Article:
Navajo Nation resident and activist Allie Young—who has been leading voter registration and other voting and census efforts throughout Indian Country through her organization Protect the Sacred—has been organizing “Ride to the Polls,” to encourage Navajo Nation voters to cast their ballots in the 2020 election.
On Sunday, October 25, activists walked silently in black and red robes in over 100 cities and towns across the nation to protest the confirmation of Amy Coney Barrett to the Supreme Court.
NOT DONE: Women Remaking America chronicles the seismic eruption of women’s organizing from the 2016 election through today, and the intersectional fight for equality that has now gone mainstream. Like the movement it documents, this story is told collectively through the firsthand experiences and narratives of frontline activists, writers, celebrities, artists and politicians who are remaking culture, policy and most radically, our notions about gender. Premiering against the backdrop of an unprecedented pandemic and widespread social upheaval, the film looks back on recent milestones in the women’s movement, weaving together a story of major progress with the clear reality that our work is not done.
Women across the U.S. took to the streets following Judge Amy Coney Barrett’s confirmation hearings last week, protesting her rushed nomination and honoring the legacy of late Justice Ruth Bader Ginsburg.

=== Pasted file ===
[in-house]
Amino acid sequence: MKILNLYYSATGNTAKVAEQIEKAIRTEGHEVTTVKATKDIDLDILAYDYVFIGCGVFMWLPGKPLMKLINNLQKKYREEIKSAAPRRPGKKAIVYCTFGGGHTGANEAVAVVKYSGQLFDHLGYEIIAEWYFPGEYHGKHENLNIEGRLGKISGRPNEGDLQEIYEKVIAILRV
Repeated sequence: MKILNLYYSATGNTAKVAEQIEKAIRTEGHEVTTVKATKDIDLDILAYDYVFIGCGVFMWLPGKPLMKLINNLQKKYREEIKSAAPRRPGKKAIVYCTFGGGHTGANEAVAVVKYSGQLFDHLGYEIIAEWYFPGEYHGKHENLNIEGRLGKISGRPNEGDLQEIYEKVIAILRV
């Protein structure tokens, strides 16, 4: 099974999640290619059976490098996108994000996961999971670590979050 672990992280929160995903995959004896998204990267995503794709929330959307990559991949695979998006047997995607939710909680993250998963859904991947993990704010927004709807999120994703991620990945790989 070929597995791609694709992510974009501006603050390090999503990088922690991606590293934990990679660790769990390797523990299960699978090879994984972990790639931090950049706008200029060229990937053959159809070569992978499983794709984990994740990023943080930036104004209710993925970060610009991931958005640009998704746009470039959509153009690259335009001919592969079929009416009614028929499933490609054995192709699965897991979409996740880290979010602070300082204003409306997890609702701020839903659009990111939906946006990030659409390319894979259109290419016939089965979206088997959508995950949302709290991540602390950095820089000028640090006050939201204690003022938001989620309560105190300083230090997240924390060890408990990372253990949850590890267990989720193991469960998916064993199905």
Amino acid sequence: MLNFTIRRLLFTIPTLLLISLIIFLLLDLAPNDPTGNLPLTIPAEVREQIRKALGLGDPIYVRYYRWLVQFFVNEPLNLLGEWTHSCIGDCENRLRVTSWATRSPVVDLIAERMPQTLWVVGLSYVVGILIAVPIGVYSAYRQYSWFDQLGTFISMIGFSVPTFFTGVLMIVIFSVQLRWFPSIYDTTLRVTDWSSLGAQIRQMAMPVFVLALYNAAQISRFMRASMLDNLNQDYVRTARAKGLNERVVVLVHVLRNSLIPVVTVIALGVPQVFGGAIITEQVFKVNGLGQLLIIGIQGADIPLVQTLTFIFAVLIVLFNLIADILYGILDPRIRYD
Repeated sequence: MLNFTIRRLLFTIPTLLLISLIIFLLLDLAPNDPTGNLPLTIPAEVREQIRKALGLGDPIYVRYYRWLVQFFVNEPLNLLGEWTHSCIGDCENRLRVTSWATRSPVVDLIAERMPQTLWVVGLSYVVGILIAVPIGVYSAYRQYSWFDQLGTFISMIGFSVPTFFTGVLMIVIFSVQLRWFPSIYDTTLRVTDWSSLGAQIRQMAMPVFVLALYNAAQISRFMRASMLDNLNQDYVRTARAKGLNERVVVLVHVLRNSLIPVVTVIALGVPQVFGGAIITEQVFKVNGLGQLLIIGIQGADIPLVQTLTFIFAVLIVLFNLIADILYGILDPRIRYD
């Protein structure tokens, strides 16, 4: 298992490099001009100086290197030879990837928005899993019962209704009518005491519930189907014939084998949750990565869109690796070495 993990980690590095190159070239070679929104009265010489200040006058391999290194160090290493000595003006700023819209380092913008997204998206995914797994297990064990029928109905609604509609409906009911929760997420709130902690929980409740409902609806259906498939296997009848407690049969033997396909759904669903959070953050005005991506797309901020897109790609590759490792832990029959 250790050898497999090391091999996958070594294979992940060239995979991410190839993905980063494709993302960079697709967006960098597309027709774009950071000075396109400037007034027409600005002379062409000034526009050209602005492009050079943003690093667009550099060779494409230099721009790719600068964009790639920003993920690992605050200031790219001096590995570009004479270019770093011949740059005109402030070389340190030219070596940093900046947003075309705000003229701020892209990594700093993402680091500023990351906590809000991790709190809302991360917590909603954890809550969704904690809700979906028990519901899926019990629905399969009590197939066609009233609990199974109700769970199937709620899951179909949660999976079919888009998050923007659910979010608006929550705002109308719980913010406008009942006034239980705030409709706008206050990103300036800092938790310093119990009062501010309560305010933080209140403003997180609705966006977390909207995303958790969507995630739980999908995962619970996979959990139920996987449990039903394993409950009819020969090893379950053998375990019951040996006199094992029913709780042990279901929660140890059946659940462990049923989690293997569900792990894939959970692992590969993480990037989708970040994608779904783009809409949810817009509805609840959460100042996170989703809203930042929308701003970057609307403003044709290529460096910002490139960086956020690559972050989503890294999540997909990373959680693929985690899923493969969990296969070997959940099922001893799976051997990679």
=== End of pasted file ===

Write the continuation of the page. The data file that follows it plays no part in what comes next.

We face a global climate crisis; its cause is as well-known as its cure. We are destroying our home by the way that we produce and use fossil fuels. In her reporting, Antonia Juhasz explores the many ways that women and girls from Afghanistan to Alabama are leading the way to the end of the fossil fuel era.
“Will the rest of us be brave enough to follow their leadership?”
Nasrin Sotoudeh, a prominent human rights attorney in Iran, was arrested and sentenced to 38 years and 148 lashes. Her crime? Defending the rights of women.
Later this month, the documentary “Nasrin” will be released. Shot by filmmakers inside Iran who quite literally risked their lives to capture the footage, the film is a powerful homage to a woman who has suffered the most extreme consequences of laws that she has worked hard to change.
Mothers of police violence are not merely biological extensions of their children, who exist only to nurture them through life and cry and grieve through their child’s pain. They are revolutionaries.
By integrating the work of grief, nurture and care with their ongoing fight for justice, these women are the kinds of activists we need to have leading the way.
In 2019, an anti-abortion bill proposed in Missouri was temporarily blocked because of a 17-year-old’s successful protest.
“When you look at the fact that bans aren’t actually preventing abortions, I can’t see a reason to pass these laws,” Gage said.
I was traveling alone, but I wasn’t alone. I was on an aircraft bound for the nation’s capital, full of rogue Alaskan women on a mission.
“We heard Dr. Ford’s testimony,” my row-neighbor continued. “We just couldn’t sit there and watch this play out on TV. We felt like we had to do something.”
In the midst of this climate emergency, there are, of course, many who have been—and are—ringing the alarm bells. It has become increasingly evident that young people are the leaders of the swelling climate justice movement, with young women at the forefront of this work.